The University System
The University of Colorado is a public research university with multiple campuses serving Colorado, the nation, and the world through leadership in high-quality education and professional training, public service, advancing research and knowledge, and state-of-the-art health care. CU campuses are in Boulder, Colorado Springs, Denver and the Anschutz Medical Campus in Aurora. CU advances the economy, health, and culture of Colorado and beyond, educating more than 450,000 students who have become catalysts in business, arts, health and community growth. To meet the needs of its students, the university offers an extensive number of undergraduate, graduate, and professional degree programs, as well as opportunities to study abroad, engage in public service, and conduct research.
The University of Colorado is governed by an elected nine-member Board of Regents charged by the state constitution with the general supervision of the university and the exclusive control and direction of all its funds and appropriations, unless otherwise provided by law. The board conducts its business at regular meetings open to the public and through committees. The university president is the chief administrative officer of the four-campus system and is responsible for providing leadership to the university. Each campus is administered by its own chancellor and executive staff.
The University of Colorado Colorado Springs
1420 Austin Bluffs Parkway
Colorado Springs, CO 80918
(719) 255-UCCS (8227) or 1 (800) 990-UCCS
The Colorado Springs campus of the University of Colorado shall be a comprehensive baccalaureate and specialized graduate research university with selective admission standards. The Colorado Springs campus shall offer liberal arts and sciences, business, engineering, health sciences, and teacher preparation undergraduate degree programs, and a selected number of master’s and doctoral degree programs.
UCCS, a premier comprehensive undergraduate and specialized graduate research university, provides students with academically rigorous and life-enriching experiences in a vibrant university community. We advance knowledge, integrate student learning with the spirit of discovery, and broaden access to higher education for the benefit of southern Colorado, the state, nation and world.
Student Focus: We value students and never forget that students are our reason for being. We consider students and student outcomes in all the decisions we make. We provide a supportive environment in order to create lasting and significant educational experiences for every student.
Integration: We value integration of teaching with research and creative work. Scholarship enriches teaching and teaching enriches scholarship. We see these activities as interdependent, allowing for synergies that benefit students, faculty and all members of the university community.
Innovation: We value innovation and an entrepreneurial spirit. We are creative problem solvers in the classroom, in our research and in our campus operations. We are catalysts for economic, social and cultural changes in our communities. We provide opportunities for our community members to develop the skills of innovation and creative expression.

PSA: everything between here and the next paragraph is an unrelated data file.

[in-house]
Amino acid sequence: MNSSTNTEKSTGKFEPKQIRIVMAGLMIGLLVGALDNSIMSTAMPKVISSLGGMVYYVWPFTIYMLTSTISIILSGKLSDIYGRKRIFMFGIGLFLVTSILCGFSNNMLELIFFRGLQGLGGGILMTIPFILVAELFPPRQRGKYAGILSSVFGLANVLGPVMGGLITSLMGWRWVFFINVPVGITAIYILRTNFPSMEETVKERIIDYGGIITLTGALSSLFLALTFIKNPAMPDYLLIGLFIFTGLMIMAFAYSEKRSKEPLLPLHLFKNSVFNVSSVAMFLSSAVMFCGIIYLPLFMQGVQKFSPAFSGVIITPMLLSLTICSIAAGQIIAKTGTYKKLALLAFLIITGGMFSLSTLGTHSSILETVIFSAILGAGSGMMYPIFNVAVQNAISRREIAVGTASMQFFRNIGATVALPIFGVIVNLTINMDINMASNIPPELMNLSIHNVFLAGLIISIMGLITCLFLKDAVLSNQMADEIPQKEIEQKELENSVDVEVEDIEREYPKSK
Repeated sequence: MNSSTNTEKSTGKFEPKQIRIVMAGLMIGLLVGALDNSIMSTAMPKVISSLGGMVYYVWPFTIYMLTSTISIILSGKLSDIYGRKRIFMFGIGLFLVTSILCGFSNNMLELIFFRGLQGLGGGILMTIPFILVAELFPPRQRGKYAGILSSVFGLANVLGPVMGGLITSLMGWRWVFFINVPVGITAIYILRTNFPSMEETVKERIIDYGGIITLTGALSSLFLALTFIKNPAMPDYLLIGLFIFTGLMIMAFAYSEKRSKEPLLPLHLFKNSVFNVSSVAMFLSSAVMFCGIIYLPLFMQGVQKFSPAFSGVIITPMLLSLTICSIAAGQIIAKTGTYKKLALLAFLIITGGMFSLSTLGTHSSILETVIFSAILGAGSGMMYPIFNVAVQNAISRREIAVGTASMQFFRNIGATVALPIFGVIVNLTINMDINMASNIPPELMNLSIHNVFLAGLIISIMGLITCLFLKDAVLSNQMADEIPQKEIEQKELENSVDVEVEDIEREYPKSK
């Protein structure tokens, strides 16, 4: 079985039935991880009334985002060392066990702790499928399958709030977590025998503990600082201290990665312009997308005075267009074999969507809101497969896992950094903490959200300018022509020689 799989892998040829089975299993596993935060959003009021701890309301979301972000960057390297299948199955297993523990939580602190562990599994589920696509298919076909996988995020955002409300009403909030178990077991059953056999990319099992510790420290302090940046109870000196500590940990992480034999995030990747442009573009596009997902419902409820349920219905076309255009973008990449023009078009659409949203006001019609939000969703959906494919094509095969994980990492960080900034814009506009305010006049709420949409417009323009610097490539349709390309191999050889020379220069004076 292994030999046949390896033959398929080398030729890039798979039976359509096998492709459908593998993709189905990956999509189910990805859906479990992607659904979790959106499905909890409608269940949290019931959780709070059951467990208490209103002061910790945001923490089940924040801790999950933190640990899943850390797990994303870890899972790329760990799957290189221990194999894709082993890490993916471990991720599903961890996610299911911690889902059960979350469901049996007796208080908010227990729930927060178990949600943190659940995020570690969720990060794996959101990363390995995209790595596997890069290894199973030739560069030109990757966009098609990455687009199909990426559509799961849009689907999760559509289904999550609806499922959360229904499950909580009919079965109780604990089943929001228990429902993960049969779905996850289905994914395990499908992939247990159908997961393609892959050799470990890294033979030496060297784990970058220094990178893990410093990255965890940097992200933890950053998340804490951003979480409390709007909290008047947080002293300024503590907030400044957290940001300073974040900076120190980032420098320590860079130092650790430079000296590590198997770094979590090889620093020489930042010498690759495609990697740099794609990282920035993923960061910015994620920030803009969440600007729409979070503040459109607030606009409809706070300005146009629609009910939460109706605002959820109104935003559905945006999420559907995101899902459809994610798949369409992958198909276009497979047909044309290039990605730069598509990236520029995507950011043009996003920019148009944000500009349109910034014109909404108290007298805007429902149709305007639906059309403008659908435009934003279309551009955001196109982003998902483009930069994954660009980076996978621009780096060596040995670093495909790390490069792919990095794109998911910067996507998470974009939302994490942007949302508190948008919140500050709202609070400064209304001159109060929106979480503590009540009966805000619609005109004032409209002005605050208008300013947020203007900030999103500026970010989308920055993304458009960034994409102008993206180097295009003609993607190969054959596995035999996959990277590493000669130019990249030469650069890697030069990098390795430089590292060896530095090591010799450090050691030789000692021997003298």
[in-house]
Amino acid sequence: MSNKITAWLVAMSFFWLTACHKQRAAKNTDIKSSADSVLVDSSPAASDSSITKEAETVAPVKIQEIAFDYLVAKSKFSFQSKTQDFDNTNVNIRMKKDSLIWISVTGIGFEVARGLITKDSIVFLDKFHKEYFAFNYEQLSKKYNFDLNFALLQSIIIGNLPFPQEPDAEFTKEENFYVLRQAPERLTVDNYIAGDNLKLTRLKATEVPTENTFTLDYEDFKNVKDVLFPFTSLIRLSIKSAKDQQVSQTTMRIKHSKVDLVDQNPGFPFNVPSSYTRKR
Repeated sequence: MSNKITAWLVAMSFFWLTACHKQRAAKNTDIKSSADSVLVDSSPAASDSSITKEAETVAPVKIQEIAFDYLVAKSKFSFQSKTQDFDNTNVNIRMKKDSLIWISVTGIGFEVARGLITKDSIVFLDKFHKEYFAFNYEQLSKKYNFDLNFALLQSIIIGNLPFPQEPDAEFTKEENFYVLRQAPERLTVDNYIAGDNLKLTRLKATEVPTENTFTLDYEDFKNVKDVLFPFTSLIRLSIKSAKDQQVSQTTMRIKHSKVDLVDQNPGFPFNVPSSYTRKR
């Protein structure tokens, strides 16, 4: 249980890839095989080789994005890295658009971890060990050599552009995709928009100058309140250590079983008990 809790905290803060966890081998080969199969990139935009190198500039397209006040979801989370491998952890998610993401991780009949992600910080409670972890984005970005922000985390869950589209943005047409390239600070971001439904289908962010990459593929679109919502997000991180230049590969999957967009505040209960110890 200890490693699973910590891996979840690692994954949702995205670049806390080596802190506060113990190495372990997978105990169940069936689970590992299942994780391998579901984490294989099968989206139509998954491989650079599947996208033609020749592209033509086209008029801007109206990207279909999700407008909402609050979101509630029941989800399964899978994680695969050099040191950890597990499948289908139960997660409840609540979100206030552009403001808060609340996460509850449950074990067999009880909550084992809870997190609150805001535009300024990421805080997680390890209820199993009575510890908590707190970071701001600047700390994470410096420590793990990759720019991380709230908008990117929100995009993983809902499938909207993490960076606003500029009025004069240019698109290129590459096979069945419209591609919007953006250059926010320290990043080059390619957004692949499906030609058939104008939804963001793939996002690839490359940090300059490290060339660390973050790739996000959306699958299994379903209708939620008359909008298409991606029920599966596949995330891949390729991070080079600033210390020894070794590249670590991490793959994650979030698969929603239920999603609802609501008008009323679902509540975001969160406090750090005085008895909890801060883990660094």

Collaboration: We value collaboration and teamwork as absolutely necessary for success in today’s world. We model collaboration in our research, teaching, and campus operations. We actively seek opportunities to collaborate, build partnerships and engage with external organizations.
Inclusive Diversity: We value inclusive diversity as a foundation for teaching and scholarship that prepares students, faculty, staff and community members for both local and global multicultural realities. We provide an open, safe and supportive campus environment based on mutual respect, engagement and learning for everyone including those from the full spectrum of backgrounds, social identities, abilities, cultures, perspectives and university roles.
Dynamic Responsible Growth: We value dynamic growth while continuing to be financially responsible, academically sound and environmentally sustainable. We meet the future with energy, enthusiasm and a commitment to retaining a close, interconnected campus community.
Integrity: We value integrity and expect ethical behavior from each member of the campus community in all interactions. We build an environment where we treat each other with respect and appreciate each other’s contributions.
Diversity and Inclusion
The University of Colorado Colorado Springs is charged with providing opportunities for higher education to the general public and with offering the fruits of knowledge, research, and cultural development for the betterment of the broader public good. To truly serve the public, the university must be inclusive of everyone, regardless of ethnicity, race, gender, age, legal status, social class, gender expression, abilities, religious values, sexual orientation, political viewpoints, national origin, or military status–to name some of the social and cultural differences that may create barriers. Historically, certain social groups have been excluded and marginalized within public higher education, creating legacies of advantage and disadvantage. The principle of diversity advocates a university that is inclusive of all while overcoming the legacies of exclusion.
Promoting diversity and inclusion addresses shortcomings in the university’s service to the public, but also contributes directly to the quality of learning for all that participate in university education. Realizing this potential requires more than reflecting diversity within the composition of our student body, staff, and faculty. The challenge is for members of the university community to engage fully across social and cultural differences, and to integrate lessons from distinct cultural perspectives into their development of knowledge, skills, character, and cultural awareness.